Sir Humphrey rightly slags off the pretentious twats at the clearly mis-named Fighting Talk blog for bitching about not being noticed.
The poor dears are giving up, and they're having a swipe at the whole blogosphere on the way - according to these blowhards, blogs are "only water wings for playing in the shallow end of the media pool. To plagurise [sic] a radio station whose attitude sums up the pigheaded arrogance out here; all blogs are shit." To plagiarise a well-known ad: Yeah right.
But as the boys pack up and jump from the well-deserved anonymity of their blog ('If you write as good as you talk no-one reads you' - Lou Reed) to the well-deserved mediocrity of the mainstream, we bloggers who can write continue to be read. Seems to me there are just two things to be said on this topic:
The first is a personal comment. As a good friend would say in moments like this: You're not being read, I am. Bite me.
The second is that mediocrity is not enough. The boys might be a bit premature in their jump into mainstream media punditry, but at least their mediocrity will be at home there. In an irony that is hopefully not least even on these would-be pundits, some commentators are begining to notice that the mediocre Big Media organisations are losing their audiences to the very alternatives Un-Fighting Talk are so condescendingly dismissing. "Big Media have their faults -- chiefly laziness, political groupthink, and a tendency to condescend to their audiences -- and those are starting to cost them," says one commentator here, and he suggests that we might be near a media 'tipping point' in which blogs and alternative media come out on top.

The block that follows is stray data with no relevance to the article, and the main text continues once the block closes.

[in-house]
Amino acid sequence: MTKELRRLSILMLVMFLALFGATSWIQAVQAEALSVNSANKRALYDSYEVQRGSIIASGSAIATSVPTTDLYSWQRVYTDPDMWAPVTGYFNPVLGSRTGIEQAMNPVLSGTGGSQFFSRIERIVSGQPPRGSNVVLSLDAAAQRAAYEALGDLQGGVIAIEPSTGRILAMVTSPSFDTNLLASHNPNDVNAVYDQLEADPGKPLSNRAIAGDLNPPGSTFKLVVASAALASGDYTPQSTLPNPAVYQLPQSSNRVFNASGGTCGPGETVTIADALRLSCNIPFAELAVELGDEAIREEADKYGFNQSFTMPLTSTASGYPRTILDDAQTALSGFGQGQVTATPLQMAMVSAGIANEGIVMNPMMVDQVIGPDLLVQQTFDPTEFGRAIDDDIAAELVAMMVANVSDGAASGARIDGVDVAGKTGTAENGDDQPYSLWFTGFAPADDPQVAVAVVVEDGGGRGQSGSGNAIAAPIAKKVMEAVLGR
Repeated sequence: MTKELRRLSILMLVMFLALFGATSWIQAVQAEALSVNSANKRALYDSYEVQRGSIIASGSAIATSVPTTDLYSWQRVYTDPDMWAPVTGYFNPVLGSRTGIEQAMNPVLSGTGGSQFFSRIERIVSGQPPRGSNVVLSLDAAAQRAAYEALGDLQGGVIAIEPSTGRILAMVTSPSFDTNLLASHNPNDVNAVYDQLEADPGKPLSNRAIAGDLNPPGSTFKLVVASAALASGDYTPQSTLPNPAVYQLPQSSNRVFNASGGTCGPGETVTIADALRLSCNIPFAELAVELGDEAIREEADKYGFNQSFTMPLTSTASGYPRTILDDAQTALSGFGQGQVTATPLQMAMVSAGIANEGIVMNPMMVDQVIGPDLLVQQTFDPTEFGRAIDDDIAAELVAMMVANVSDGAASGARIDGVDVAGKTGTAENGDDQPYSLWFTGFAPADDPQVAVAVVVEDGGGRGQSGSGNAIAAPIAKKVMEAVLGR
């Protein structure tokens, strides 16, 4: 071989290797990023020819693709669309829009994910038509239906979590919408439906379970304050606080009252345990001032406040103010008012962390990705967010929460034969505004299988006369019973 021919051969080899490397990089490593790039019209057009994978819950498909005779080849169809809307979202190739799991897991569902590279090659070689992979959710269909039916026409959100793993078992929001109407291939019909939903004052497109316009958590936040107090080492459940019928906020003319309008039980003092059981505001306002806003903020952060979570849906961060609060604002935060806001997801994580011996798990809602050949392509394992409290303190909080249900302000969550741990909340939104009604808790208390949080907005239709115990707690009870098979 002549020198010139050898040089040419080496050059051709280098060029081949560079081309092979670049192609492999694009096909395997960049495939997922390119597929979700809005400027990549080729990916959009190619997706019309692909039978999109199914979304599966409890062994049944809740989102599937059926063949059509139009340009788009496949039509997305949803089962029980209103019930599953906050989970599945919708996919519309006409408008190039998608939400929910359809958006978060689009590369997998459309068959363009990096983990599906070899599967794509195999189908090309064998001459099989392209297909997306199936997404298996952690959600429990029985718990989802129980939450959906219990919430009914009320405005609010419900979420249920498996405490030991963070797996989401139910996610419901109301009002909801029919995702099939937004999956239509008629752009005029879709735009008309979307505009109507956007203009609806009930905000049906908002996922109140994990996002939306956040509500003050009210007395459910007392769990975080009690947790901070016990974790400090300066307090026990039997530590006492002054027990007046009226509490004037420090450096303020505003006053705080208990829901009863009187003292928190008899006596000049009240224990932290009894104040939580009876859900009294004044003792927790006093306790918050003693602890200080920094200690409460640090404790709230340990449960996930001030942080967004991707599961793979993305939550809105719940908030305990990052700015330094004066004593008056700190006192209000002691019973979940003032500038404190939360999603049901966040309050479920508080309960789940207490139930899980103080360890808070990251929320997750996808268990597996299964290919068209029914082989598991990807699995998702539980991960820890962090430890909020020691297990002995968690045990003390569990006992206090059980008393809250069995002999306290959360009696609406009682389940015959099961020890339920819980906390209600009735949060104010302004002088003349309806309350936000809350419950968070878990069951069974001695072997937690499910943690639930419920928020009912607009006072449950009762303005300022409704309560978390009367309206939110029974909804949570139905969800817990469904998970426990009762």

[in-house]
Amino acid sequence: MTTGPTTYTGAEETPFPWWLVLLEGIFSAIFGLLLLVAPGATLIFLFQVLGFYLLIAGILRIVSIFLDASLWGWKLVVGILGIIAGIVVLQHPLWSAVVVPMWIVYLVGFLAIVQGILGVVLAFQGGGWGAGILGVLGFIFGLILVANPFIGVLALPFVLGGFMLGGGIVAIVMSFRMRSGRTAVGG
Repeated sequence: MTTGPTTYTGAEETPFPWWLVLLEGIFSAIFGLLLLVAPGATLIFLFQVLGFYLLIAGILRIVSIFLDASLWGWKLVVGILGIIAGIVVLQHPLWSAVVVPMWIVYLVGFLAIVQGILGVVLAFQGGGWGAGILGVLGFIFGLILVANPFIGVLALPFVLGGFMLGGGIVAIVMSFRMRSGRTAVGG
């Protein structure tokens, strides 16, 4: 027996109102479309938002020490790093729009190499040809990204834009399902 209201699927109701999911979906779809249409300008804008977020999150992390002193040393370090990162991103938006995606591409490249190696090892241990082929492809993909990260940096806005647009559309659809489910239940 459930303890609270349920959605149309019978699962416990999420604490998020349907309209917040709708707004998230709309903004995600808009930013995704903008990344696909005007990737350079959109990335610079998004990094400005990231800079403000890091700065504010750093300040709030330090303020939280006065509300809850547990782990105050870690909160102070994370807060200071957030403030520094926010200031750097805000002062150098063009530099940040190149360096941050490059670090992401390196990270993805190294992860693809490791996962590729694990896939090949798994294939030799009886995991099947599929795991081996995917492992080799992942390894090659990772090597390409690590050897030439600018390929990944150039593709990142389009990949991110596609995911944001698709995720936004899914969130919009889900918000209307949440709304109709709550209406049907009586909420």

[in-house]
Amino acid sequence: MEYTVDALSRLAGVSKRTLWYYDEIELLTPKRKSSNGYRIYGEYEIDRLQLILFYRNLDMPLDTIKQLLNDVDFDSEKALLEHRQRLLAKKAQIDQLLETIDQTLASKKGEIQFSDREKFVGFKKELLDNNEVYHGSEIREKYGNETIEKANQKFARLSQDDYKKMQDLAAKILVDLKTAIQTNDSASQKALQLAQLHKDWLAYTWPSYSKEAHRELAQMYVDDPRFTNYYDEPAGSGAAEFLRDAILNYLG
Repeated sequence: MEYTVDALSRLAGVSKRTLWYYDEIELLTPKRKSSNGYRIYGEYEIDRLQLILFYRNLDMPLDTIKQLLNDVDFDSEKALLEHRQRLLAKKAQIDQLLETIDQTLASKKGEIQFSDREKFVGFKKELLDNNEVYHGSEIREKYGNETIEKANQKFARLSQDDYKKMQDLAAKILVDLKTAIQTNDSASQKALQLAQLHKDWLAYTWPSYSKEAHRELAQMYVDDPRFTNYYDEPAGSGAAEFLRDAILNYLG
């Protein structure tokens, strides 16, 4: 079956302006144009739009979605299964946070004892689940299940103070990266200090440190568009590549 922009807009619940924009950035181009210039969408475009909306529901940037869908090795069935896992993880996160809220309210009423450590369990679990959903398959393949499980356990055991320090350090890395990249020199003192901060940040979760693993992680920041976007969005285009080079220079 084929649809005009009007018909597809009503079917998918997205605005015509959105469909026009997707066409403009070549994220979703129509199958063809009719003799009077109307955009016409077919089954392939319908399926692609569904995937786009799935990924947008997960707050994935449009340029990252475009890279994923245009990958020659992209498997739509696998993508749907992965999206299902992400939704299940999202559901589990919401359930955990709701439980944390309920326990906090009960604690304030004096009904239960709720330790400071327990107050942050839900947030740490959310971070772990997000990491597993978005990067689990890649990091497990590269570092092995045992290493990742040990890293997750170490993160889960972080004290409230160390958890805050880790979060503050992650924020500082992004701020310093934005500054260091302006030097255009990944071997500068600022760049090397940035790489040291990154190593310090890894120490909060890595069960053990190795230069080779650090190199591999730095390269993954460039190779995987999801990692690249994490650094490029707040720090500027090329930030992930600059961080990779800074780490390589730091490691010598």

The reason? Says columnist Jim Bennett, "What is going on with journalism today is akin to what happened to the Church during the Reformation. Thanks to a technological revolution (movable type then, the Internet and talk radio now), power once concentrated in the hands of a few has been redistributed into the hands of the many." Perhaps that's what really annoys the non-fighting Fighting Talkers, just as it did the Church - with power in many more hands it's much, much harder to manufacture consent.
The lesson for the voices of mediocrity is that they should never take the status quo for granted. Now that is fighting talk.